Taoist leaders focus on preserving values

Updated: 2013-06-05 13:49

By An Baijie (China Daily)

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The seminar was part of a campaign launched this year by the State Administration for Religious Affairs to "enhance religious discipline".

Wang Zuoan, director of the administration, said in an article in Study Times in April that many temples have been contracted to companies and become a tool to make profits, which should be forbidden.

Religious venues nationwide should try to build harmonious temples and cathedrals, Jiang Jianyong, deputy director of the administration, said at the opening ceremony of the seminar.

In a statement on May 17, Zhoushan city's religious affairs administration in Zhejiang province announced it had punished 11 Taoist workers who violated the discipline. Of those 11, eight were expelled from the temple where they worked.

To better regulate venues, the State administration vowed to enhance discipline. In a notice released in March, it pointed out that many religious venues are too commercialized.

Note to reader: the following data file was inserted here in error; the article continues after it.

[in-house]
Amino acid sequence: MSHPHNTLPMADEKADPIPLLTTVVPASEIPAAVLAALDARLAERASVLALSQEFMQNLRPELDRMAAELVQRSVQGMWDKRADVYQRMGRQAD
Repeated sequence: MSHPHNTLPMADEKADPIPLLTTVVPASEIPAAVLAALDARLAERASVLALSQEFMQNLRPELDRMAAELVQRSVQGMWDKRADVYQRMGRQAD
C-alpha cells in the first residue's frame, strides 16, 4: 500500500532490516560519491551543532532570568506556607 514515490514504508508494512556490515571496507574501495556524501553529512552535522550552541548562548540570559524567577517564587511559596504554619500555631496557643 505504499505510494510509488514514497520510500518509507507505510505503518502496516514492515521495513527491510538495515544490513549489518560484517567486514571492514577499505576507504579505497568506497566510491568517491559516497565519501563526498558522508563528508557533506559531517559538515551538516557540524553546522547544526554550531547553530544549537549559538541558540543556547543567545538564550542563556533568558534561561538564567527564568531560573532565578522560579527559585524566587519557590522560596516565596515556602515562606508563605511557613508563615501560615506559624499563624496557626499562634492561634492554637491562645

Some religious staff members do not have strong beliefs, they ignore discipline, manipulate religion to collect wealth, pursue fame and gain, and indulge in pleasure and comfort, the notice said.

The authority required the religious venues nationwide to be more dedicated to the development of religion rather than the pursuit of money.

Keeping up with times

Apart from religious discipline, the Taoism seminar also touched on China's religious laws and policies.

Wang, the professor, said religious officials and clergies should have basic political knowledge, from which they can better communicate with the government.

China is a socialist country. Socialism has different meanings in different times and religious people should keep up with the times, he said.

"The core meaning of China's socialism is the reform and opening-up in the 1980s, the Three Represents (put forward by then-president Jiang Zemin) in the 1990s, the Scientific Outlook on Development (put forward by then-president Hu Jintao) in the 2000s, and the 'China Dream' - the rejuvenation of the nation," he said.

Knowing the country's policies well could help religious groups win more support from the government, he said.

Taoist leaders focus on preserving values

Taoist leaders focus on preserving values

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